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General Convention to consider proposal to end Episcopal Church’s baptism requirement for Communion

Discussion in 'Scripture,Tradition,Reason-Anglican & Old Catholic' started by CallofChrist, May 11, 2022.

  1. CallofChrist

    CallofChrist Active Member Supporter

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    General Convention to consider proposal to end Episcopal Church’s baptism requirement for Communion

    The resolution that generated the most discussion, and some of the strongest opinions, was a measure proposed by the Diocese of Northern California that would repeal the Episcopal canon that requires worshipers to be baptized before receiving Communion in Episcopal churches.

    Martin Heatlie testified on behalf of Episcopalians in Northern California who researched the issue. “We could not find anything in the Bible or the Book of Common Prayer that required baptism as a prerequisite for receiving Communion,” Heatlie said. When priests say “the gifts of God for the people of God” before distributing the bread and wine, that means everyone, the diocese concluded.

    “We all believe that all people are God’s people, so it’s not just the gifts of God for just baptized people,” Heatlie said...
     
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  2. tampasteve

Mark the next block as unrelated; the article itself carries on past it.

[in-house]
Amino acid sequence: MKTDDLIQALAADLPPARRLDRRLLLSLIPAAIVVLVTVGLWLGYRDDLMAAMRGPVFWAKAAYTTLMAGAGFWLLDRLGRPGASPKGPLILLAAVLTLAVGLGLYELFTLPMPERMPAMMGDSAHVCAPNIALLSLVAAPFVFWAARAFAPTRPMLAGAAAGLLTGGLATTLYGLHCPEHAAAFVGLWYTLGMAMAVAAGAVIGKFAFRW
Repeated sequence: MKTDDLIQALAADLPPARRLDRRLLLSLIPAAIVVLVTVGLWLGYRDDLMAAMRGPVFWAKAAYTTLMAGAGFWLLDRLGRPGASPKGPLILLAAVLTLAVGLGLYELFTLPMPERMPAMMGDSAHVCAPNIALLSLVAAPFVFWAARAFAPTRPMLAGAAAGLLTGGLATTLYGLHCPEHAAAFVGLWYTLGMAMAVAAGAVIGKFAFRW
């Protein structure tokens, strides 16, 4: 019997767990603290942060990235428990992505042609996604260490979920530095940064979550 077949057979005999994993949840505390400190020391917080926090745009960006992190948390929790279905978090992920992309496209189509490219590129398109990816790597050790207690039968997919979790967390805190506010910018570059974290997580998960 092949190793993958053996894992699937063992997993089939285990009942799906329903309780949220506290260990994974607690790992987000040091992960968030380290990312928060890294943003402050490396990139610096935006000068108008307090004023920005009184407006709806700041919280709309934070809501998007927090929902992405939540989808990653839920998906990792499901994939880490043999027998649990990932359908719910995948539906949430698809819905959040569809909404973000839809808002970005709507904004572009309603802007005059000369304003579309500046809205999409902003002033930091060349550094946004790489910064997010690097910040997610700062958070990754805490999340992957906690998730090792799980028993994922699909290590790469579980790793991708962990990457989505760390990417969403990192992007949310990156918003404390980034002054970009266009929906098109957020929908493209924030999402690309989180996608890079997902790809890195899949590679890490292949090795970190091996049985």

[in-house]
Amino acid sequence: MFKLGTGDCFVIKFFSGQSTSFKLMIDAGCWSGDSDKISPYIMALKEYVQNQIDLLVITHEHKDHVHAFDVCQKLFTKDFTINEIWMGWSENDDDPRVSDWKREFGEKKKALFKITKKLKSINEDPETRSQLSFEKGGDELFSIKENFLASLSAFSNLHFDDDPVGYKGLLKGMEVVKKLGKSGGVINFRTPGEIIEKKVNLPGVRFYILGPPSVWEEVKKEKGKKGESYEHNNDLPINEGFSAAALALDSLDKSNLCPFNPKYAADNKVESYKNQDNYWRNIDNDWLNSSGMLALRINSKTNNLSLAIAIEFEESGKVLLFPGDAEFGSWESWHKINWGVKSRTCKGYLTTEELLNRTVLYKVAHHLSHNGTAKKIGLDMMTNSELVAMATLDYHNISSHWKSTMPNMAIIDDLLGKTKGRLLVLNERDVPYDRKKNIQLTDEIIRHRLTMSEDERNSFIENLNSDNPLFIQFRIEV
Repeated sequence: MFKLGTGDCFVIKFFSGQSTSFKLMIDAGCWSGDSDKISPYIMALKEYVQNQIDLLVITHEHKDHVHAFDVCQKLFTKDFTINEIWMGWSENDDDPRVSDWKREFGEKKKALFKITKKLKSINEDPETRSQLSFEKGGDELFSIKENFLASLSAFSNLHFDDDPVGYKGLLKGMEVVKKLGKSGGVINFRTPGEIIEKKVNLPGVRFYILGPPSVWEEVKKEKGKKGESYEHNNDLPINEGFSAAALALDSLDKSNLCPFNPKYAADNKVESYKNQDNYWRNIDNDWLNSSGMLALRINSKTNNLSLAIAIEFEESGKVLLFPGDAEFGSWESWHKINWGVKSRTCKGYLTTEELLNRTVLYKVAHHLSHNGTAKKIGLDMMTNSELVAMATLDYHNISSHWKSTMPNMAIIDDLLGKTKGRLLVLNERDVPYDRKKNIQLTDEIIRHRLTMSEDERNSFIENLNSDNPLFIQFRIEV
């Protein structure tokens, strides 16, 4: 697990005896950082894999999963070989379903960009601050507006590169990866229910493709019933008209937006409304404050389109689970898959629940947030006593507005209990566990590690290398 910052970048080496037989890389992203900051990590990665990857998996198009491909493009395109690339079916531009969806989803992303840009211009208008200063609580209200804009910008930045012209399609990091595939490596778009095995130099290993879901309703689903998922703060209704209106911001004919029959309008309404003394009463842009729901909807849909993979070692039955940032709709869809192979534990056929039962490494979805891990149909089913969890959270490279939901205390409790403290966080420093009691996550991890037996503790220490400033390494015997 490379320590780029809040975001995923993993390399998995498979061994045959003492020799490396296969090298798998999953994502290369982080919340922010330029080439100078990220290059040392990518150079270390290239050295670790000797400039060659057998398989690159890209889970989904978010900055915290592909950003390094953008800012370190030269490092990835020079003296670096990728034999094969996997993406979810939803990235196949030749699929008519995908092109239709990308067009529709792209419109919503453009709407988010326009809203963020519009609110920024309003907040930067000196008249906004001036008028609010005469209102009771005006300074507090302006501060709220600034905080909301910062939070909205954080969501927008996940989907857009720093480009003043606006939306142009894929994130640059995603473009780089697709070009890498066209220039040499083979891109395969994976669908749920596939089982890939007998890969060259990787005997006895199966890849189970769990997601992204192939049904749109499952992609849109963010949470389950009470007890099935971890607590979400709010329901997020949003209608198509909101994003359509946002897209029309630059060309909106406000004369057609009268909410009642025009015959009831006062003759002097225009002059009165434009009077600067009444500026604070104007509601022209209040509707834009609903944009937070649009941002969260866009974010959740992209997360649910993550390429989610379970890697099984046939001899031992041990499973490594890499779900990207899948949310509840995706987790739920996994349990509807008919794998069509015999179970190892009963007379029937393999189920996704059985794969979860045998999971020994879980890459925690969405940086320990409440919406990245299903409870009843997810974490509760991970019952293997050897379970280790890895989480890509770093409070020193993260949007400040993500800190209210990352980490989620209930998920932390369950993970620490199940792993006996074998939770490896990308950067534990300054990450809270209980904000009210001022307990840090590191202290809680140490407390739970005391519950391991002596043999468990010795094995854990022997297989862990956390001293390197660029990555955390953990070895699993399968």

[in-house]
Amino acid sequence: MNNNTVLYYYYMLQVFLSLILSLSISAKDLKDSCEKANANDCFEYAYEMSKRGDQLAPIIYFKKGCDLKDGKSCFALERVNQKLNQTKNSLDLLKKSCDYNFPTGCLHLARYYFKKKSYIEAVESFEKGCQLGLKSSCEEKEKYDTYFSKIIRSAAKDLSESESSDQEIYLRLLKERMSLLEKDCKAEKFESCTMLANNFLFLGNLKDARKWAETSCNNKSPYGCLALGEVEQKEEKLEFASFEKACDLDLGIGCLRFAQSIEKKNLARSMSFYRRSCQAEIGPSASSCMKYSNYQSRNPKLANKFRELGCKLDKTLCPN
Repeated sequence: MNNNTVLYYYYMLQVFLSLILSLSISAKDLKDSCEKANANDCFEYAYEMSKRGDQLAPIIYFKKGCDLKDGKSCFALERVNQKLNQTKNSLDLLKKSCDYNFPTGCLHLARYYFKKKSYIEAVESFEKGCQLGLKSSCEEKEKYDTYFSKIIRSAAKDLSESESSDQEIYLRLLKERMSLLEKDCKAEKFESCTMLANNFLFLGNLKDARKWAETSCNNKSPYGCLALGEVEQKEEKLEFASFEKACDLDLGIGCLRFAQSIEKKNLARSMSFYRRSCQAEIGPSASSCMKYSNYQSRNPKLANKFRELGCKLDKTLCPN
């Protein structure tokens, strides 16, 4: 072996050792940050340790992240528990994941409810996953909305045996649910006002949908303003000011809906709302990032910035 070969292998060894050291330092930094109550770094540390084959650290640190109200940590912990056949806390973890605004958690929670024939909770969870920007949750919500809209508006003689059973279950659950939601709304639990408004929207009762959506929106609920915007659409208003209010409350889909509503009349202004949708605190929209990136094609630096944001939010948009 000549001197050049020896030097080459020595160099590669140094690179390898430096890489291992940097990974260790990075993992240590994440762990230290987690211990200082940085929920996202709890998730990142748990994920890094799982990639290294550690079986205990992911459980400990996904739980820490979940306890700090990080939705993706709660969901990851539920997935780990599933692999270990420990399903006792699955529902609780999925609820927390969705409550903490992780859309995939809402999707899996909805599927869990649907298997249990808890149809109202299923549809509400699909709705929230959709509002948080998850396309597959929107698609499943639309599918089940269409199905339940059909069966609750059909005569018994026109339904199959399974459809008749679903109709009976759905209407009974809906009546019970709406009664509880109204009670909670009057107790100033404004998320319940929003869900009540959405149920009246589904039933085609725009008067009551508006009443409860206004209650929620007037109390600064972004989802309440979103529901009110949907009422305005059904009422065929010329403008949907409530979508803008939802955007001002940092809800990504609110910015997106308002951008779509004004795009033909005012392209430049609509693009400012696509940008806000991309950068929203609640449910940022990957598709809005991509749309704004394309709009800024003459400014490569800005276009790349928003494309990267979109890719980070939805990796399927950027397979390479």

tampasteve Lost in the swamp Staff Member Administrator CF Senior Ambassador Angels Team Supporter

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    Interesting, I did not realize the requirement was still "on the books". I have been to several Episcopal churches where it was clearly expressed that anyone that believed, or even if you did not believe but were discerning, was welcome at the table.
     
  3. CallofChrist

    CallofChrist Active Member Supporter

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    Yeah that is news to me, too.

    One thing that confuses me, though, is that I had to provide info on my baptism, first communion and confirmation before I was received into the Church, but I was never forbidden from partaking of communion before I was received.
     
  4. PloverWing

    PloverWing Episcopalian

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    The policy of the Episcopal Church has long been that all baptized Christians (regardless of the denomination/church in which they were baptized) are welcome at Communion. The only controversial bit is whether unbaptized people are also welcome. So, while your church of origin matters for the membership paperwork, it doesn't matter when you come to the Communion rail.

    I know that the tradition of restricting Communion to only baptized people goes way back to the early church, and that there is good reason for the tradition. But, with that acknowledged, I welcome the change in canon law. In modern times, we have people in all stages of religious discernment. Some are Christians but are not baptized (such as Quakers). Some aren't sure whether there is a God, but are drawn to search for God anyway. Some have been badly hurt by the church and don't really trust the church any more, but are still seeking God. For people like these, if they come to seek God in my church, I want to welcome them. I believe that God is truly present in the Sacrament, and I don't want to turn anyone away from that.